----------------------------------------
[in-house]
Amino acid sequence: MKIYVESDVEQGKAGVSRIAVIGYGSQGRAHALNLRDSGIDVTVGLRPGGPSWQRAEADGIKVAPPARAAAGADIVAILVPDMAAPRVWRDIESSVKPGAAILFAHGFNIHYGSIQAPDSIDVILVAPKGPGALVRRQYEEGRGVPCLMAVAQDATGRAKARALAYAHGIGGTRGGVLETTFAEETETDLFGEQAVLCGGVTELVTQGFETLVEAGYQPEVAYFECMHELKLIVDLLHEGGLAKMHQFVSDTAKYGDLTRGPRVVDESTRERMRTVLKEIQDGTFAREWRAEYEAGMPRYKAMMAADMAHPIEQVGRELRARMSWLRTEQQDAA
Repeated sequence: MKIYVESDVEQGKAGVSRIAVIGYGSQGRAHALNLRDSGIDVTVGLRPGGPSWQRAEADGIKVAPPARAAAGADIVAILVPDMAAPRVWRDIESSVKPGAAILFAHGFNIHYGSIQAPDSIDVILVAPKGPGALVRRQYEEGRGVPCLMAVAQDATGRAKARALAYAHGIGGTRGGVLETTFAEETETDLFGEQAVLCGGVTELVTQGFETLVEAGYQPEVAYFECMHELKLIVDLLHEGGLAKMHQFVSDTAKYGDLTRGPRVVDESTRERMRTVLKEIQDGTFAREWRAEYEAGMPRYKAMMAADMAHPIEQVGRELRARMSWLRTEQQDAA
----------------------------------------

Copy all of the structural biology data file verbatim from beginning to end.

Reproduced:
[in-house]
Amino acid sequence: MKIYVESDVEQGKAGVSRIAVIGYGSQGRAHALNLRDSGIDVTVGLRPGGPSWQRAEADGIKVAPPARAAAGADIVAILVPDMAAPRVWRDIESSVKPGAAILFAHGFNIHYGSIQAPDSIDVILVAPKGPGALVRRQYEEGRGVPCLMAVAQDATGRAKARALAYAHGIGGTRGGVLETTFAEETETDLFGEQAVLCGGVTELVTQGFETLVEAGYQPEVAYFECMHELKLIVDLLHEGGLAKMHQFVSDTAKYGDLTRGPRVVDESTRERMRTVLKEIQDGTFAREWRAEYEAGMPRYKAMMAADMAHPIEQVGRELRARMSWLRTEQQDAA
Repeated sequence: MKIYVESDVEQGKAGVSRIAVIGYGSQGRAHALNLRDSGIDVTVGLRPGGPSWQRAEADGIKVAPPARAAAGADIVAILVPDMAAPRVWRDIESSVKPGAAILFAHGFNIHYGSIQAPDSIDVILVAPKGPGALVRRQYEEGRGVPCLMAVAQDATGRAKARALAYAHGIGGTRGGVLETTFAEETETDLFGEQAVLCGGVTELVTQGFETLVEAGYQPEVAYFECMHELKLIVDLLHEGGLAKMHQFVSDTAKYGDLTRGPRVVDESTRERMRTVLKEIQDGTFAREWRAEYEAGMPRYKAMMAADMAHPIEQVGRELRARMSWLRTEQQDAA